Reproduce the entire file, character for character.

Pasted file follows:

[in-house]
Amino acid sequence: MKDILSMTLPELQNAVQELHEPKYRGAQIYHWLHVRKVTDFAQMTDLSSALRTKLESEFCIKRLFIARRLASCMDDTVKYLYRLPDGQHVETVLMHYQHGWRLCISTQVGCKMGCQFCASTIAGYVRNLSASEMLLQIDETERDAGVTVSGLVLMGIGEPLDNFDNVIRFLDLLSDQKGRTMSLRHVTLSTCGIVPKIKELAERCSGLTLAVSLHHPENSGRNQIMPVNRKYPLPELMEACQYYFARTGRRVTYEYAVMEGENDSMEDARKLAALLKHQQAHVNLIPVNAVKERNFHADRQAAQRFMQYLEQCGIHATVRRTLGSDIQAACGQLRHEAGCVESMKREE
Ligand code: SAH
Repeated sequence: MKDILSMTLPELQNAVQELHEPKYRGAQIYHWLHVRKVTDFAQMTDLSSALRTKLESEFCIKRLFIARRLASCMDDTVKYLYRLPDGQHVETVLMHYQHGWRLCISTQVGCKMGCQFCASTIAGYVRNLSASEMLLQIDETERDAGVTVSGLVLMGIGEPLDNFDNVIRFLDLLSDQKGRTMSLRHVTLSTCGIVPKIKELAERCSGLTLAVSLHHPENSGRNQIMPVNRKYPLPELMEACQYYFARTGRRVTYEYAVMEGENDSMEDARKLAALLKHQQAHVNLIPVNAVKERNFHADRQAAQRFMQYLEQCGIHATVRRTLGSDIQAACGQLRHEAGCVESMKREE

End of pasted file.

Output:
[in-house]
Amino acid sequence: MKDILSMTLPELQNAVQELHEPKYRGAQIYHWLHVRKVTDFAQMTDLSSALRTKLESEFCIKRLFIARRLASCMDDTVKYLYRLPDGQHVETVLMHYQHGWRLCISTQVGCKMGCQFCASTIAGYVRNLSASEMLLQIDETERDAGVTVSGLVLMGIGEPLDNFDNVIRFLDLLSDQKGRTMSLRHVTLSTCGIVPKIKELAERCSGLTLAVSLHHPENSGRNQIMPVNRKYPLPELMEACQYYFARTGRRVTYEYAVMEGENDSMEDARKLAALLKHQQAHVNLIPVNAVKERNFHADRQAAQRFMQYLEQCGIHATVRRTLGSDIQAACGQLRHEAGCVESMKREE
Ligand code: SAH
Repeated sequence: MKDILSMTLPELQNAVQELHEPKYRGAQIYHWLHVRKVTDFAQMTDLSSALRTKLESEFCIKRLFIARRLASCMDDTVKYLYRLPDGQHVETVLMHYQHGWRLCISTQVGCKMGCQFCASTIAGYVRNLSASEMLLQIDETERDAGVTVSGLVLMGIGEPLDNFDNVIRFLDLLSDQKGRTMSLRHVTLSTCGIVPKIKELAERCSGLTLAVSLHHPENSGRNQIMPVNRKYPLPELMEACQYYFARTGRRVTYEYAVMEGENDSMEDARKLAALLKHQQAHVNLIPVNAVKERNFHADRQAAQRFMQYLEQCGIHATVRRTLGSDIQAACGQLRHEAGCVESMKREE